33C3: If You Can’t Trust Your Computer, Who Can You Trust?

It’s a sign of the times: the first day of the 33rd Chaos Communications Congress (33C3) included two talks related to assuring that your own computer wasn’t being turned against you. The two talks are respectively practical and idealistic, realizable today and a work that’s still in the idea stage.

In the first talk, [Trammell Hudson] presented his Heads open-source firmware bootloader and minimal Linux for laptops and servers. The name is a gag: the Tails Linux distribution lets you operate without leaving any trace, while Heads lets you run a system that you can be reasonably sure is secure.

It uses coreboot, kexec, and QubesOS, cutting off BIOS-based hacking tools at the root. If you’re worried about sketchy BIOS rootkits, this is a solution. (And if you think that this is paranoia, you haven’t been following the news in the last few years, and probably need to watch this talk.) [Trammell]’s Heads distribution is a collection of the best tools currently available, and it’s something you can do now, although it’s not going to be easy.

Carrying out the ideas fleshed out in the second talk is even harder — in fact, impossible at the moment. But that’s not to say that it’s not a neat idea. [Jaseg] starts out with the premise that the CPU itself is not to be trusted. Again, this is sadly not so far-fetched these days. Non-open blobs of firmware abound, and if you’re really concerned with the privacy of your communications, you don’t want the CPU (or Intel’s management engine) to get its hands on your plaintext.

[Jaseg]’s solution is to interpose a device, probably made with a reasonably powerful FPGA and running open-source, inspectable code, between the CPU and the screen and keyboard. For critical text, like e-mail for example, the CPU will deal only in ciphertext. The FPGA, via graphics cues, will know which region of the screen is to be decrypted, and will send the plaintext out to the screen directly. Unless someone’s physically between the FPGA and your screen or keyboard, this should be unsniffable.

As with all early-stage ideas, the devil will be in the details here. It’s not yet worked out how to know when the keyboard needs to be encoded before passing the keystrokes on to the CPU, for instance. But the idea is very interesting, and places the trust boundary about as close to the user as possible, at input and output.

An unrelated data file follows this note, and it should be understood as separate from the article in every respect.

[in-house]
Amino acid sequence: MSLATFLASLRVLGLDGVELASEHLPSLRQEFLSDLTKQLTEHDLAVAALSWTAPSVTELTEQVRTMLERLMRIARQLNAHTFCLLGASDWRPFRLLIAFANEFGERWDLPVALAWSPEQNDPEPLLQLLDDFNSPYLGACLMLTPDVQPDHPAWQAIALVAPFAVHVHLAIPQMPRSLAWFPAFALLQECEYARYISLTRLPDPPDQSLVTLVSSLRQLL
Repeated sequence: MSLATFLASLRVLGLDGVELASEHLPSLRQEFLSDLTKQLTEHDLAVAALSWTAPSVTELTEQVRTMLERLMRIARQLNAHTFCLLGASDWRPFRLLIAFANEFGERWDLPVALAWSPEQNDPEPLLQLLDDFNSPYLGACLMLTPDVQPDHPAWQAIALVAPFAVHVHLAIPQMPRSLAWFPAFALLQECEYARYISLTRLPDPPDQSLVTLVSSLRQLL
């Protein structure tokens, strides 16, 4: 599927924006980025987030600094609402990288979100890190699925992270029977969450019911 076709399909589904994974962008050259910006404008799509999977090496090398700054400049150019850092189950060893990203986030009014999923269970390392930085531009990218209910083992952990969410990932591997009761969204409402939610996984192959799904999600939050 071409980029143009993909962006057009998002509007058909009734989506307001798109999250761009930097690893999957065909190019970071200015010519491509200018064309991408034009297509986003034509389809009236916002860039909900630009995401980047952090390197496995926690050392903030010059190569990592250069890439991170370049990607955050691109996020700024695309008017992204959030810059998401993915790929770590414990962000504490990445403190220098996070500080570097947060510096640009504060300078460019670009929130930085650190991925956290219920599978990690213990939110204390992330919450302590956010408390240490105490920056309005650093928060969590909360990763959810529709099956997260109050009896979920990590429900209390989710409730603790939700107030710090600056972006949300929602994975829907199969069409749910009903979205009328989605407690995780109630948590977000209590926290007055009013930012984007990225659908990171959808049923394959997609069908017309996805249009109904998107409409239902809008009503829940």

32C3: Towards Trustworthy X86 Laptops

Security assumes there is something we can trust; a computer encrypting something is assumed to be trustworthy, and the computer doing the decrypting is assumed to be trustworthy. This is the only logical mindset for anyone concerned about security – you don’t have to worry about all the routers handling your data on the Internet, eavesdroppers, or really anything else. Security breaks down when you can’t trust the computer doing the encryption. Such is the case today. We can’t trust our computers.

In a talk at this year’s Chaos Computer Congress, [Joanna Rutkowska] covered the last few decades of security on computers – Tor, OpenVPN, SSH, and the like. These are, by definition, meaningless if you cannot trust the operating system. Over the last few years, [Joanna] has been working on a solution to this in the Qubes OS project, but everything is built on silicon, and if you can’t trust the hardware, you can’t trust anything.

And so we come to an oft-forgotten aspect of computer security: the BIOS, UEFI, Intel’s Management Engine, VT-d, Boot Guard, and the mess of overly complex firmware found in a modern x86 system. This is what starts the chain of trust for the entire computer, and if a computer’s firmware is compromised it is safe to assume the entire computer is compromised. Firmware is also devilishly hard to secure: attacks against write protecting a tiny Flash chip have been demonstrated. A Trusted Platform Module could compare the contents of a firmware, and unlock it if it is found to be secure. This has also been shown to be vulnerable to attack. Another method of securing a computer’s firmware is the Core Root of Trust for Measurement, which compares firmware to an immutable ROM-like memory. The specification for the CRTM doesn’t say where this memory is, though, and until recently it has been implemented in a tiny Flash chip soldered to the motherboard. We’re right back to where we started, then, with an attacker simply changing out the CRTM chip along with the chip containing the firmware.

But Intel has an answer to everything, and to the house of cards for firmware security, Intel introduced their Management Engine. This is a small microcontroller running on every Intel CPU all the time that has access to RAM, WiFi, and everything else in a computer. It is security through obscurity, though. Although the ME can elevate privileges of components in the computer, nobody knows how it works. No one has the source code for the operating system running on the Intel ME, and the ME is an ideal target for a rootkit.

trustedstickIs there hope for a truly secure laptop? According to [Joanna], there is hope in simply not trusting the BIOS and other firmware. Trust therefore comes from a ‘trusted stick’ – a small memory stick that contains a Flash chip that verifies the firmware of a computer independently of the hardware in a computer.

This, with open source firmwares like coreboot are the beginnings of a computer that can be trusted. While the technology for a device like this could exist, it will be a while until something like this will be found in the wild. There’s still a lot of work to do, but at least one thing is certain: secure hardware doesn’t exist, but it can be built. Whether secure hardware comes to pass is another thing entirely.

You can watch [Joanna]’s talk on the 32C3 streaming site.